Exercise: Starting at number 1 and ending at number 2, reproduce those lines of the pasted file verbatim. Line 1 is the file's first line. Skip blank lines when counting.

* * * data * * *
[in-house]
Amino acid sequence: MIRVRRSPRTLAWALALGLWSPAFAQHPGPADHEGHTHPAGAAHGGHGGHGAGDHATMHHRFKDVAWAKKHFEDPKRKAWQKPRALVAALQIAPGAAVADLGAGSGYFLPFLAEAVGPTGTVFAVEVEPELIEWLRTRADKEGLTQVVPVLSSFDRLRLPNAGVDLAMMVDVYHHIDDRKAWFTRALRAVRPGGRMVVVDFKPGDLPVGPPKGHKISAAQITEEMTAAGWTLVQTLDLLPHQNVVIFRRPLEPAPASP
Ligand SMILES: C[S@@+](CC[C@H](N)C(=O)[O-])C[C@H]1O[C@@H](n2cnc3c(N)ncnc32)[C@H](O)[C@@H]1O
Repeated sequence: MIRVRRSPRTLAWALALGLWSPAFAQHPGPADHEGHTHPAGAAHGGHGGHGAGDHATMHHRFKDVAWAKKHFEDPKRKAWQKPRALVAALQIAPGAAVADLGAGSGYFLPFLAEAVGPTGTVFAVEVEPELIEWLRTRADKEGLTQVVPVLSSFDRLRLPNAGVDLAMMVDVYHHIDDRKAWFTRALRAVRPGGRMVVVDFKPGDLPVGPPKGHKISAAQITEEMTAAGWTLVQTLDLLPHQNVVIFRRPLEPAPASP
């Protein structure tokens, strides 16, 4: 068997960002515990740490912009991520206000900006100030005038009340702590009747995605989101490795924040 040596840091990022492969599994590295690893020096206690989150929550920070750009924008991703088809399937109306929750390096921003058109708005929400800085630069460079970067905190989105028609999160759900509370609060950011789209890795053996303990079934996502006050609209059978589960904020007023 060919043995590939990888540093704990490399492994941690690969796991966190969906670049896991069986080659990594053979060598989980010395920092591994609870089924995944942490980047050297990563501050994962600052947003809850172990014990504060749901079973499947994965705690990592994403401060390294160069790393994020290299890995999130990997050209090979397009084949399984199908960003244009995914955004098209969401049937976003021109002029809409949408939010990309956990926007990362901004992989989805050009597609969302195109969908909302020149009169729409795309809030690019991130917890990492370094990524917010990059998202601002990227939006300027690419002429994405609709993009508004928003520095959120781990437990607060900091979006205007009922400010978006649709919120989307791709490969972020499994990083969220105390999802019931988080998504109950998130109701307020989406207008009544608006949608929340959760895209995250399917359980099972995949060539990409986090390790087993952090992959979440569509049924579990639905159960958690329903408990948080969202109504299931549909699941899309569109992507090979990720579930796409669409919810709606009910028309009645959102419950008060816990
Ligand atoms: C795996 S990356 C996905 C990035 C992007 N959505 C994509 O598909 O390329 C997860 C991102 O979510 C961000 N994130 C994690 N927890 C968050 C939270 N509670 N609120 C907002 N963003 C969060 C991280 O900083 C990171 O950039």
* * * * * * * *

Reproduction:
[in-house]
Amino acid sequence: MIRVRRSPRTLAWALALGLWSPAFAQHPGPADHEGHTHPAGAAHGGHGGHGAGDHATMHHRFKDVAWAKKHFEDPKRKAWQKPRALVAALQIAPGAAVADLGAGSGYFLPFLAEAVGPTGTVFAVEVEPELIEWLRTRADKEGLTQVVPVLSSFDRLRLPNAGVDLAMMVDVYHHIDDRKAWFTRALRAVRPGGRMVVVDFKPGDLPVGPPKGHKISAAQITEEMTAAGWTLVQTLDLLPHQNVVIFRRPLEPAPASP